Sunderland had a population of 275,506 at the time of the 2011 census, and had experienced the fourth highest rate of population decline in the UK since 2001, a -3.2% fall in population. Sunderland has a heritage in shipbuilding, coalmining and glass-making. Today some manufacturing and industry continues in the form of a large Nissan car factory, but many industrial firms have relocated. In the wake of deindustrialisation, Sunderland City Council sought to regenerate various parts of the city to attract service sector employers and new residents, most notably along the riverside. Sunderland’s population is less diverse than the UK as a whole, with 4% of residents coming from non-White ethnic groups in 2011 and 4.1% of the population being born outside the UK.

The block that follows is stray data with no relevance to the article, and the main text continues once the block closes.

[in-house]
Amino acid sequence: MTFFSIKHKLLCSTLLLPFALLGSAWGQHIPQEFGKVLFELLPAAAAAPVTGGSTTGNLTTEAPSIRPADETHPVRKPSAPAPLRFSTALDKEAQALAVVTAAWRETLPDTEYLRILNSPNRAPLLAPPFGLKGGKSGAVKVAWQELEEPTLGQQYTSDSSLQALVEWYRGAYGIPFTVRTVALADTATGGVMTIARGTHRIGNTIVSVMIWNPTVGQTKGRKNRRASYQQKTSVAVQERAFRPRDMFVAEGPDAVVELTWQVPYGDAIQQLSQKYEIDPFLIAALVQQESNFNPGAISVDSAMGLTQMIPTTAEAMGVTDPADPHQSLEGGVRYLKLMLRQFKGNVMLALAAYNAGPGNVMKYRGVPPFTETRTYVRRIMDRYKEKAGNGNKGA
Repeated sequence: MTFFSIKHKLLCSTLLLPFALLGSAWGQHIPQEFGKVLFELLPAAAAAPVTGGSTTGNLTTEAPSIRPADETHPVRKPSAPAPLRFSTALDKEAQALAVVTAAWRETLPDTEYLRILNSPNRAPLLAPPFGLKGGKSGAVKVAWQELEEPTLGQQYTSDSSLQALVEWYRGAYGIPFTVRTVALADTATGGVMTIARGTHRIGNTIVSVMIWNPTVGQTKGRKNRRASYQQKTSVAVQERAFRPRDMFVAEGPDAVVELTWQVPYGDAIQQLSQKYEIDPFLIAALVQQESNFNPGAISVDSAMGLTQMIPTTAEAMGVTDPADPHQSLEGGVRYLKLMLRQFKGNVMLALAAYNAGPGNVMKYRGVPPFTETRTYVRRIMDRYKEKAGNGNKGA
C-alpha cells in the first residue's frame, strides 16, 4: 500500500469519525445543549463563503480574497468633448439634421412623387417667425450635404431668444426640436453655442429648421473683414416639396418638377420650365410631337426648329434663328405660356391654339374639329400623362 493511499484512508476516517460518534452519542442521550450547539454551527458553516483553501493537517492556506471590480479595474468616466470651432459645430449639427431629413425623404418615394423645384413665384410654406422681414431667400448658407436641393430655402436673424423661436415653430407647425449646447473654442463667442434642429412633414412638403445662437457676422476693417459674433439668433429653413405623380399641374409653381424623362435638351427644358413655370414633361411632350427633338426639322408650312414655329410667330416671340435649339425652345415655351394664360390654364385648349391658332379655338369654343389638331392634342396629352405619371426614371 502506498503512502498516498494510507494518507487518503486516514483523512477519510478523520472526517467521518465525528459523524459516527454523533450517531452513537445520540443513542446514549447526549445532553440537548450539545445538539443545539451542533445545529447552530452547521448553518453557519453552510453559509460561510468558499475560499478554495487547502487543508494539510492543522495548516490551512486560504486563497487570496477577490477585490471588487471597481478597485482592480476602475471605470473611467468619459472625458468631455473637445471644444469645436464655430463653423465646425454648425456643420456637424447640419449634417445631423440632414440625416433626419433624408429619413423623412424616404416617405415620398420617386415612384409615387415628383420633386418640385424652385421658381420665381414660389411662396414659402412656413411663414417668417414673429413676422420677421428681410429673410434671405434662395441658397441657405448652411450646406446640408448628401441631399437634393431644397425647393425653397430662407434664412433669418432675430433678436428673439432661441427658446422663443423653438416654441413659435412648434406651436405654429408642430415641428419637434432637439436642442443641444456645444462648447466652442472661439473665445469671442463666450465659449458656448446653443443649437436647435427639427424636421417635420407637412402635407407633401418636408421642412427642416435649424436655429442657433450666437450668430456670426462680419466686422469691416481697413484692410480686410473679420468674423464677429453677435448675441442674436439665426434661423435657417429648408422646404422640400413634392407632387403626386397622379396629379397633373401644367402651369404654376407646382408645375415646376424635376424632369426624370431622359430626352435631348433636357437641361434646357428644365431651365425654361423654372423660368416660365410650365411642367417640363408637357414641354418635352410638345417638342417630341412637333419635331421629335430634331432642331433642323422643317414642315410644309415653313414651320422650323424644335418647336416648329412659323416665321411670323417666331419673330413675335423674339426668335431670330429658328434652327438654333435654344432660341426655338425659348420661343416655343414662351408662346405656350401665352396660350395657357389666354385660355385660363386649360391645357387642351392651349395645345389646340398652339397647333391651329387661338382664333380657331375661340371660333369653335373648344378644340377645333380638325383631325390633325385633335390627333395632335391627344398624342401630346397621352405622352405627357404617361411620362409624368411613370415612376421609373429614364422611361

Sunderland supports a smaller asylum population than the other dispersal cities studied here, being home to 755 asylum seekers at the end of 2003 and just 129 at the end of 2012. This fall in numbers again reflects national trends in falling asylum applications and subsequent falls in numbers supported under Section 95. As such, the city’s share of the national dispersal population has remained relatively stable across this time period, being 0.9% at the end of 2003 and 0.6% at the end of 2012. Despite these relatively small dispersal numbers, the city has a number of asylum seeker and refugee community integration projects, drop-in sessions and volunteering projects. Whilst the onset of dispersal initially led to tensions in the city, including the racially motivated murder of Tayman Bahmani, an Iranian asylum seeker, in 2002, the city has established a range of projects to provide links between communities in the city, most notably through high profile Refugee Week events and an emerging City of Sanctuary group.


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